What to do in an emergency and when to call your managing agent

When meeting potential new clients I am often asked Do you have an out-of-hours service? Or what happens in the event of an emergency? Indeed this is one of the questions included in the suggested ARMA questions for a new managing agent.

In 1995, when I first started in the Property Management Industry, all correspondence was either by telephone or by letter, and the idea that there should be an out of hours service was not even considered. Within 10 years, letters and face to face communication were overtaken by the event of email.

The fifth emergency service?

With this, the role and expectations of a managing agent evolved, and the expectation became that the Property Manager should be available at all times. As someone once said to me, the property manager should be considered the fifth emergency service. However, I am not sure I agree with this and during my career, I can count the number of out of hours calls that constitute an emergency on 2, if not 1 hand.

With this in mind, and on the basis that I hope my blogs are useful as well as entertaining I thought it would be prudent to set out how a managing agent would look at an emergency and how to get the best response if this was to happen to you.

What would I call an emergency and what tips would I give to anyone who needs assistance?

Fire Emergency

The most obvious emergency situation I can think of is FIRE and would agree that this constitutes a real emergency. Your first call should always be the Fire Brigade as they will require someone from the block to call (this is to avoid prank calls). Once you have called them you should refer to the emergency procedure that should have been supplied to you as part of the Health and Safety Review carried out. At this point, once you have made yourself safe, then we would recommend contacting your managing agent, who will then make the appropriate arrangements with the insurers such as alternative accommodation, etc if applicable.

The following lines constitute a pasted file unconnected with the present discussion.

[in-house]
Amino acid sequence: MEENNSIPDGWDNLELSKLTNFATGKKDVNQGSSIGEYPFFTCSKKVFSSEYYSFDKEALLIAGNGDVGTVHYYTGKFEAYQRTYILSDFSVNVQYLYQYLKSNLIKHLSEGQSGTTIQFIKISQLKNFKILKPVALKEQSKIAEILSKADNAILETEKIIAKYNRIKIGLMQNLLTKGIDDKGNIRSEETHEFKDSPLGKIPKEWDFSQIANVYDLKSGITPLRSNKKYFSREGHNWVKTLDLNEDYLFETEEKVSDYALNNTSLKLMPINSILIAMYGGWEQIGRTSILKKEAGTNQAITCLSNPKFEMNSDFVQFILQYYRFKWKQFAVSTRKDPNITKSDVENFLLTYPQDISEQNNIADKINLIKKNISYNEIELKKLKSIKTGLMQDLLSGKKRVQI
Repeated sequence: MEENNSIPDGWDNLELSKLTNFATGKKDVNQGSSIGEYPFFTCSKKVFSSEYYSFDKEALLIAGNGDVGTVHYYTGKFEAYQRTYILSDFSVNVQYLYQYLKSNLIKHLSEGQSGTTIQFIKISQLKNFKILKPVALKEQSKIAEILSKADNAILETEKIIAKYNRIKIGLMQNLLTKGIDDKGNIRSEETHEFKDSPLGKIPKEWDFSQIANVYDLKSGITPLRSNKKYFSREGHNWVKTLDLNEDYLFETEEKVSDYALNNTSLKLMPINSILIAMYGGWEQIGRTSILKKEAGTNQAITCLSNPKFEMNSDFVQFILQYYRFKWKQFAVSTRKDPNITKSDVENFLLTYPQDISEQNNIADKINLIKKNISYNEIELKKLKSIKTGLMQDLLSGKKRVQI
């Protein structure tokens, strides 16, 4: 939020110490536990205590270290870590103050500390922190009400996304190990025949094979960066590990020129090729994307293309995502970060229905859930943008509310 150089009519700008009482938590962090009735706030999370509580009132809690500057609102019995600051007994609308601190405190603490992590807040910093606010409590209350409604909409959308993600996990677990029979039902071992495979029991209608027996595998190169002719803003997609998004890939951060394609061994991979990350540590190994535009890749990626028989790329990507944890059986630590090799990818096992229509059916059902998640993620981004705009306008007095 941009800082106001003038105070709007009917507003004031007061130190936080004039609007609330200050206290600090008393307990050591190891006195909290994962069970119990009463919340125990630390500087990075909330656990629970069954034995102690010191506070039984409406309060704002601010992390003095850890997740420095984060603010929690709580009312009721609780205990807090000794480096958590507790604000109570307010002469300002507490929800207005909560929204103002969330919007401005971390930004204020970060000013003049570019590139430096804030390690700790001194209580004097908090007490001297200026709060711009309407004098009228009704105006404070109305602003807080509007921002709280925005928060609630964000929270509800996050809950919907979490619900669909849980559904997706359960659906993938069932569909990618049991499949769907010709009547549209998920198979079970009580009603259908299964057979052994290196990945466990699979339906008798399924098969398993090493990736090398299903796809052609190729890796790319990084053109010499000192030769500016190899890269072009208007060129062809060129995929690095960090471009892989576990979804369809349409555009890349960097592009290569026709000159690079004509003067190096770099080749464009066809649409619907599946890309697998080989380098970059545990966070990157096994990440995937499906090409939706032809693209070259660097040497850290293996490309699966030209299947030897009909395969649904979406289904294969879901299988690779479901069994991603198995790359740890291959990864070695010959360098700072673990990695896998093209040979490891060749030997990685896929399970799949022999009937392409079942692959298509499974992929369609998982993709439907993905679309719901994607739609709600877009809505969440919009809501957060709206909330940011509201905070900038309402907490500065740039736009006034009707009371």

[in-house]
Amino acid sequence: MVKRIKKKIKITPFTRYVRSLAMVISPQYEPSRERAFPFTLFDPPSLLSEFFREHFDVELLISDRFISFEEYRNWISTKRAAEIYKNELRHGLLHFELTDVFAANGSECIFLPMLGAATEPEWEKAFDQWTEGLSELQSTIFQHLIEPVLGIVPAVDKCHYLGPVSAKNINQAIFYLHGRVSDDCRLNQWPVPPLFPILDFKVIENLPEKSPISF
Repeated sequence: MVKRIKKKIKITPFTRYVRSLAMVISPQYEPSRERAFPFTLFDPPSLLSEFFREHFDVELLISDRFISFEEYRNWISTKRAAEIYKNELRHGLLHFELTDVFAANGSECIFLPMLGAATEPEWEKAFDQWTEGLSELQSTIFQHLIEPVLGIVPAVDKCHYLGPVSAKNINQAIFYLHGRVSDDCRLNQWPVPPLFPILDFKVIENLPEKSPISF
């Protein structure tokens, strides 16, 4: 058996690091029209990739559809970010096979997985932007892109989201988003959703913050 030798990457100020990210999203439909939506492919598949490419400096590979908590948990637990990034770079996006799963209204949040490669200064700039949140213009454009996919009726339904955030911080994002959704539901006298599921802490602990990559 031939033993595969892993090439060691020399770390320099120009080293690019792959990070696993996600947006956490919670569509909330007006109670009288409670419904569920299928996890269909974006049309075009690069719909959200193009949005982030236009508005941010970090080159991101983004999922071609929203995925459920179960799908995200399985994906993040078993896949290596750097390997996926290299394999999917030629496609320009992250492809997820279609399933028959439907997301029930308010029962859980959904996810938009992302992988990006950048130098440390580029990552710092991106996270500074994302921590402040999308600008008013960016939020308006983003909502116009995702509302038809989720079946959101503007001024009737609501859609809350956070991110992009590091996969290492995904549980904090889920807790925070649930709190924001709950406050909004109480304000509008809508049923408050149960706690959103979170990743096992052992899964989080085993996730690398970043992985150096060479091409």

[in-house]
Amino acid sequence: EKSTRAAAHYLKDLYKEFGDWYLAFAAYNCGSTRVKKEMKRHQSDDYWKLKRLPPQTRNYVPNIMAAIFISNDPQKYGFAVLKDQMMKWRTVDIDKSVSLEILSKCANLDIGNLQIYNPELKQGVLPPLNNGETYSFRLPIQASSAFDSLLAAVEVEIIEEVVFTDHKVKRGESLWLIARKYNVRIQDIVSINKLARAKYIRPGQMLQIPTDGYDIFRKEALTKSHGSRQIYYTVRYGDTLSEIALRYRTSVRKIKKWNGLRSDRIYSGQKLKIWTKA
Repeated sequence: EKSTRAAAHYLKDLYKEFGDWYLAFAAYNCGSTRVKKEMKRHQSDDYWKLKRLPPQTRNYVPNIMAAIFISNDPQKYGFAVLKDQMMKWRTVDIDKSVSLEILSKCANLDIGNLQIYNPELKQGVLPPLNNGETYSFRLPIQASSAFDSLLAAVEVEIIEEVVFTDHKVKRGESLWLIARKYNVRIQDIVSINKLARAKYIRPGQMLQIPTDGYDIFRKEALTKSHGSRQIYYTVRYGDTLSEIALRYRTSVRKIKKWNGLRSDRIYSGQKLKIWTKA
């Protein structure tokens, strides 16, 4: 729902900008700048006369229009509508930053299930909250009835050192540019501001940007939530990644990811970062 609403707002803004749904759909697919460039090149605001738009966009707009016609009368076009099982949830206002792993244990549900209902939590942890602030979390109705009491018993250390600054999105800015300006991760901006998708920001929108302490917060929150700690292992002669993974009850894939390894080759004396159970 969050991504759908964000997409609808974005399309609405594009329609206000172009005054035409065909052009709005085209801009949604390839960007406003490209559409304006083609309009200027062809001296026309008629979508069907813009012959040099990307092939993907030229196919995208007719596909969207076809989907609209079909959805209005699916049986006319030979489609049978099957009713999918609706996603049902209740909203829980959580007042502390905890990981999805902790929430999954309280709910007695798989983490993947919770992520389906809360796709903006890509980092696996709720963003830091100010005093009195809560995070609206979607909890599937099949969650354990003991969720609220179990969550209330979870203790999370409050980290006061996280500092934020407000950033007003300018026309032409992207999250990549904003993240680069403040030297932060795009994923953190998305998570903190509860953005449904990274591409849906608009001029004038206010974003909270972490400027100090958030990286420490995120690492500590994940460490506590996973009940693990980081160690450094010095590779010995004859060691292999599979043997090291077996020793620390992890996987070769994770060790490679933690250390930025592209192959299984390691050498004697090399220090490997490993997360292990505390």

Leaking or Flooding

The next situation that may require a Managing Agent’s assistance is in the event of a leak/flood. The first question to ask yourself, is where the water is coming from? If coming through the ceiling, what is above? Is it from another flat or from a roof? If from the roof, is it raining outside? If not what is on the roof? Are there water tanks above?

In most cases, if the water is leaking from the flat above, then you should knock on the flat above and advise them of the leak. It should be remembered that any installation within the flat including pipes are the responsibility of the owner of the flat and will need to be fixed by them. Therefore, they are likely to have a preferred contractor who they will call out to fix the issue. The damage to your flat will then be dealt with once it has dried out and no doubt this will be during working hours.

If the leak is from the roof, you need to consider the weather as due to the dreaded Health and Safety, it is extremely unlikely that a contractor would be able to attend to the roof in the dark or the wet. As callous as it sounds, the only real option available is to put a container under the area to collect any water until the area can be safely accessed. You would also be best to turn off all electrics to this room and move any valuables out of the catchment area.

If the leak is from a water tank on the roof, then it is likely that these are housed in a tank room, and in this case, I would recommend contacting the managing agent as safe access may be available to the contractors. They will also be best placed to decide who to send out, i.e. a roofer or a plumber. I would, however, recommend that someone is only called out if the water is flooding through as it is often disproportionate to go to the expense of calling out a contractor (who may or may not be able to do anything, depending on whether parts are required) if the leak comprises of a small drip.